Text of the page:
I met David O. Russell at a party once. Yes, this anecdote could go a lot of dubious directions but we simply exchanged a few polite words. I was in post-production on my first feature and he was also in post on a film (later unreleasable) and he smiled, sighed, and said “isn’t it a damn hard thing to make a good movie?”
Every aspect of this industry is hard – being under a microscope as a woman, lack of opportunities, mentorship and a system that seems constantly stacked against us – but what we overlook is that sometimes the hardest part about this industry is the work.
Newsflash: This is not a piece about gender politics. It’s a piece about being good at our jobs. And yeah, there’s gender politics in every aspect of Hollywood. But at the end of the day, no little girl says she wants to get into making movies because she wants to break glass ceilings. First and foremost, she gets into making movies because she wants to make really f-ing great movies.
It’s a huge amount of work to make a movie – agony over budgets and locations, back-breaking production days and nail-biting test screenings – but the work doesn’t push our equality forward, in fact the work doesn’t mean anything except as an educational exercise, unless it’s good.
“Nobody tells this to all of us who do creative work… for the first couple years you make stuff, it’s just not that good” ~ Ira Glass
Ouch. That’s the bad news. It is a damn hard thing to make a good movie. Film School will give you skills and your beautiful brain will give you creative vision but making that vision into reality will be a disjointed, ugly, sausage-making process. And you may look at the sausage at the end of the day and say “bleah”. I do all the time.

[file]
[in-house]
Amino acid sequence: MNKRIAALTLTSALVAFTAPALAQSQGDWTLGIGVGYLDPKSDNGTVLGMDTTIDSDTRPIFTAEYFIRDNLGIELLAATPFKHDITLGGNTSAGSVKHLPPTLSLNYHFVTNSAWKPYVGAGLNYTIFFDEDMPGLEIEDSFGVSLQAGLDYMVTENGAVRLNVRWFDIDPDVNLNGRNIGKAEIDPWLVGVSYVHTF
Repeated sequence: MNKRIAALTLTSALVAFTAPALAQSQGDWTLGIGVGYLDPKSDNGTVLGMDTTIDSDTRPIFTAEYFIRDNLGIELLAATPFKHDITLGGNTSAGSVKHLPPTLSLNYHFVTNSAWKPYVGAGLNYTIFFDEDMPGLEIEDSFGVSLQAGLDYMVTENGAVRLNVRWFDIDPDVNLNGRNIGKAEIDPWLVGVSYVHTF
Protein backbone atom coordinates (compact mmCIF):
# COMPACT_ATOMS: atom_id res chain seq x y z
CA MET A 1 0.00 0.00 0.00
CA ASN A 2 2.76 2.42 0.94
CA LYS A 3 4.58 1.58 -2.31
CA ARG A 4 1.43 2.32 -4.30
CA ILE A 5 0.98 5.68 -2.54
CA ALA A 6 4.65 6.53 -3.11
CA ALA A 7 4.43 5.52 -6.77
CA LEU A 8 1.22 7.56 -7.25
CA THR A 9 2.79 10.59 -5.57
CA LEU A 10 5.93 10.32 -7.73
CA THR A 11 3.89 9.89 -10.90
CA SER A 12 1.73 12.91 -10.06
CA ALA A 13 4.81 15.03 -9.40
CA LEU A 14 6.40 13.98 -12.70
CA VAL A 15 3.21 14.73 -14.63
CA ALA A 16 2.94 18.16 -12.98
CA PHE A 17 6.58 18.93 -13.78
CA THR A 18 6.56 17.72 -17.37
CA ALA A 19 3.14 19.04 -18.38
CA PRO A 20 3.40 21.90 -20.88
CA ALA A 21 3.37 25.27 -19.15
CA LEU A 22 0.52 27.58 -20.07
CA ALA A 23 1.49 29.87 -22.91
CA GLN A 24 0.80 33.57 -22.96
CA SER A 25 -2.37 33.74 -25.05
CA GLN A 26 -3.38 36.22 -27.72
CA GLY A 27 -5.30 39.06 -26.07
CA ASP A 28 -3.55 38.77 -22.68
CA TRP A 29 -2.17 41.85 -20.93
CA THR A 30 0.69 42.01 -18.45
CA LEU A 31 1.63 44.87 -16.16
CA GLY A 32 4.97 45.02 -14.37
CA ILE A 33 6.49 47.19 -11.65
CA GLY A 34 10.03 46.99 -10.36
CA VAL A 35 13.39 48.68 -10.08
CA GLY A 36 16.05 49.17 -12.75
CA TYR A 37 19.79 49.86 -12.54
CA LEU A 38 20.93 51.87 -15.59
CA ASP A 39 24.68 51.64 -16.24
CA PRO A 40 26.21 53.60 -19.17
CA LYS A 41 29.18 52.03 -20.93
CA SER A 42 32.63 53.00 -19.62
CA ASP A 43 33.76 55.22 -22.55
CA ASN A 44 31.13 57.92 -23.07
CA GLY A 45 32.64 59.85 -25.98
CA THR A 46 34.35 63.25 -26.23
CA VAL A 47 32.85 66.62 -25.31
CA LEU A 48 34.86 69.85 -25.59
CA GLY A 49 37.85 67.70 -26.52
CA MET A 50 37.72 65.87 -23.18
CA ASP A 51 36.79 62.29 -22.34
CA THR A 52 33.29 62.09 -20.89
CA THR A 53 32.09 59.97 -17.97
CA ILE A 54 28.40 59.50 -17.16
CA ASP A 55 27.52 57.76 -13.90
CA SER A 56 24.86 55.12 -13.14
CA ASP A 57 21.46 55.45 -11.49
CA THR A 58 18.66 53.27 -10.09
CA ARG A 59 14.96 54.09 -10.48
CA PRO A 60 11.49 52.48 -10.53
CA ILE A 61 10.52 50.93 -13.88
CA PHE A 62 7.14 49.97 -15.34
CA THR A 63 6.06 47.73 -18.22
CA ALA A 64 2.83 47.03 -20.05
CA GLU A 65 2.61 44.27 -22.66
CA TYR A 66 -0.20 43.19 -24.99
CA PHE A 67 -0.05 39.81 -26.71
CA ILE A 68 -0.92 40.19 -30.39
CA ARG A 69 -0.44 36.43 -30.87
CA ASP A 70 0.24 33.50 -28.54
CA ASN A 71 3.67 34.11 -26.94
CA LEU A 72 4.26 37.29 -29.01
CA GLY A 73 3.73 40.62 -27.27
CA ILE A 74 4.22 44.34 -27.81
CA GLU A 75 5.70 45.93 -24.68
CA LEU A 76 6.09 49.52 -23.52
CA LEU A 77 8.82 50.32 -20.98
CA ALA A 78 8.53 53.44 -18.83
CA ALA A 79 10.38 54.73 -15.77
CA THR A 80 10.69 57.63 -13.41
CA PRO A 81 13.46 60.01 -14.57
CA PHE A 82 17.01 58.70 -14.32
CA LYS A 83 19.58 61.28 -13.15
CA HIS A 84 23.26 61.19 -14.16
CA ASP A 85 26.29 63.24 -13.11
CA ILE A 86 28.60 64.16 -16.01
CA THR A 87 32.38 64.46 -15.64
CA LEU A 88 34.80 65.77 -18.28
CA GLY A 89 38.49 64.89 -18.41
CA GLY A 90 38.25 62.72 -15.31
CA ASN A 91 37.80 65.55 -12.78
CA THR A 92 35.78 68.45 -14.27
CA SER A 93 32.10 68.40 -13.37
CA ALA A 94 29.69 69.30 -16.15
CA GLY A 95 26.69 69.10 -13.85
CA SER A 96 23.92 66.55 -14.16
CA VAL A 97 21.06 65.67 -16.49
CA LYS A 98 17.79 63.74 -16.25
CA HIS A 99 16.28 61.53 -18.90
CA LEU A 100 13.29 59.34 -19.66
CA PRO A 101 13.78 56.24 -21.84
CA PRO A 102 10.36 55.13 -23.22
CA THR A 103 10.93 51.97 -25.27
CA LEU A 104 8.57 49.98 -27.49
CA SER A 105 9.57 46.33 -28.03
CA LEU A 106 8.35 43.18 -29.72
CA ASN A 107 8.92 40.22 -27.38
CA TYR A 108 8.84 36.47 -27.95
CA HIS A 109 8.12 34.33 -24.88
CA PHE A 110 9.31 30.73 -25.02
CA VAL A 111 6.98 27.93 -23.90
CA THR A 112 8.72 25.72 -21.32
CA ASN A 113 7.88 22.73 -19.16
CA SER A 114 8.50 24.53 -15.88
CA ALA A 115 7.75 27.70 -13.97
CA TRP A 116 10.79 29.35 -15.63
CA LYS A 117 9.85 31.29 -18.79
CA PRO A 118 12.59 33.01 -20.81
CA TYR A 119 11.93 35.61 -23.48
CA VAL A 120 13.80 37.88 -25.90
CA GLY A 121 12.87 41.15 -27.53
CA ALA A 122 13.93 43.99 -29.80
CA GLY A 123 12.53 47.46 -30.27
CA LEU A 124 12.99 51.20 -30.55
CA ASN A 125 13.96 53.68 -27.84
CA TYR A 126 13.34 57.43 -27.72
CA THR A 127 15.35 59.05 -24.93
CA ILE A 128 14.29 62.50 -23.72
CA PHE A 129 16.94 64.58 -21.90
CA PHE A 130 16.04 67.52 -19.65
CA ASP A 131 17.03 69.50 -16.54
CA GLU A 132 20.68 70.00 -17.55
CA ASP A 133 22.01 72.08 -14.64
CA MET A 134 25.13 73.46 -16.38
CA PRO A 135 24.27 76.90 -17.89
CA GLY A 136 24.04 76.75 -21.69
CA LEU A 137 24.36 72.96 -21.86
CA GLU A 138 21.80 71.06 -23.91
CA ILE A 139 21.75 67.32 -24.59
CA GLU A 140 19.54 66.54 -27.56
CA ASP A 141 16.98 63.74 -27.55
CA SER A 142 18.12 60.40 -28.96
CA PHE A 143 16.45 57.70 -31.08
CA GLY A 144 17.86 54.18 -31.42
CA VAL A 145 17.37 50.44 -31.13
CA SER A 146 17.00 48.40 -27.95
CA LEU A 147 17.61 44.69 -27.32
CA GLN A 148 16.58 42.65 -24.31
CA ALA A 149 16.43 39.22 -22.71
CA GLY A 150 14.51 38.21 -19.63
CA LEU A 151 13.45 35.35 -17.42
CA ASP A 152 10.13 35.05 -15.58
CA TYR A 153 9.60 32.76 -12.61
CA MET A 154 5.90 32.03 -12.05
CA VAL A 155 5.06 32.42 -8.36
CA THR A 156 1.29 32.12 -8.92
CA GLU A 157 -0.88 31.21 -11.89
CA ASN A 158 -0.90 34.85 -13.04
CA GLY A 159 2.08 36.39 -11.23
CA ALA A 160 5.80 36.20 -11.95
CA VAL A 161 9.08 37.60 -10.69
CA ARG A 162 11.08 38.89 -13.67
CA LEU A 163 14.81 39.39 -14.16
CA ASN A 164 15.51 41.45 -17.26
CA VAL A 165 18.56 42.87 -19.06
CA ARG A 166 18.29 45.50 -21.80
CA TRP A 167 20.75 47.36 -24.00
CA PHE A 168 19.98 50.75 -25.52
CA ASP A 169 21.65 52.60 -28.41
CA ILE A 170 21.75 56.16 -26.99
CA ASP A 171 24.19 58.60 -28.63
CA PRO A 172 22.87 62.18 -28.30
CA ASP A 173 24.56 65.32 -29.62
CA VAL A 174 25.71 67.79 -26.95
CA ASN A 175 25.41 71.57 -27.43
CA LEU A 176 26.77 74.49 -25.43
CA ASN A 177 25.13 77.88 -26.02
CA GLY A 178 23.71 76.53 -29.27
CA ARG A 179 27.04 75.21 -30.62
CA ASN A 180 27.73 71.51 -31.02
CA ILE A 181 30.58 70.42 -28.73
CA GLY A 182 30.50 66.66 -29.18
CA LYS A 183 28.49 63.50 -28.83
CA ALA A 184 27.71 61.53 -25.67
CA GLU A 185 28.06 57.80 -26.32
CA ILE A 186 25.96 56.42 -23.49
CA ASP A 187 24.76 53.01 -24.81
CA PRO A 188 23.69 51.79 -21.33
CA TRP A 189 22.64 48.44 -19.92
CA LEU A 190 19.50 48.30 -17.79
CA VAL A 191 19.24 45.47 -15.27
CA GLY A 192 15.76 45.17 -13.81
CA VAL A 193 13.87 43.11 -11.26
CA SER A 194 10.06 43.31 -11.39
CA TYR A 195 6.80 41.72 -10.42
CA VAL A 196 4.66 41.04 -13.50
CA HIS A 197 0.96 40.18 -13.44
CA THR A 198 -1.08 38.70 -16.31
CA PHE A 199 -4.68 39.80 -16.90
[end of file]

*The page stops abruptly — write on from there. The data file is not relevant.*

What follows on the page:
So what’s the good news? We can all get better. How? Look around. Hopefully you see people. Other filmmakers (If you don’t, check out any of these organizations).
We are our own greatest resource. Together we have attended every film school, seminar, trade show, made every mistake in the book and learned from it. That is knowledge we can share.
We as artists in a technical profession need to learn from each other, teach each other, shadow and mentor each other so that we collectively raise all of our games and produce friggin’ amazing product. “A rising tide lifts all boats”. Sounds great, right? Just wait 12 hours and up you go! No, it’s not that easy. Together we need to raise our own tide.
Here’s the takeaway: Are you filming anything, anytime, ever? Welcome people to shadow you. Ask your friends and colleagues if you can shadow on their sets, meetings, scouts and pyro days (woo!) Be respectful and try to learn as much as you can. I am 100% not joking when I say to my friend Jen McGowan that I will hold her coffee on a tech scout, just to see how she runs a tech scout. Because I could learn something.
I may be preaching to the choir (“stay on beat, people!”) but other creative fields can equally share their insight and tradecraft for the benefit of all. Hollywood is woefully devoid of mentorship; we have to build that for ourselves.
Whatever knowledge I have gained about how to do this I will happily share with whoever asks, as long as he or she shares their knowledge with me. Be the moon, ladies and gents – pull the tides up with you and the rest of us will return the favor. And when we are all f-ing great at this the gender issues will fade, I truly believe that.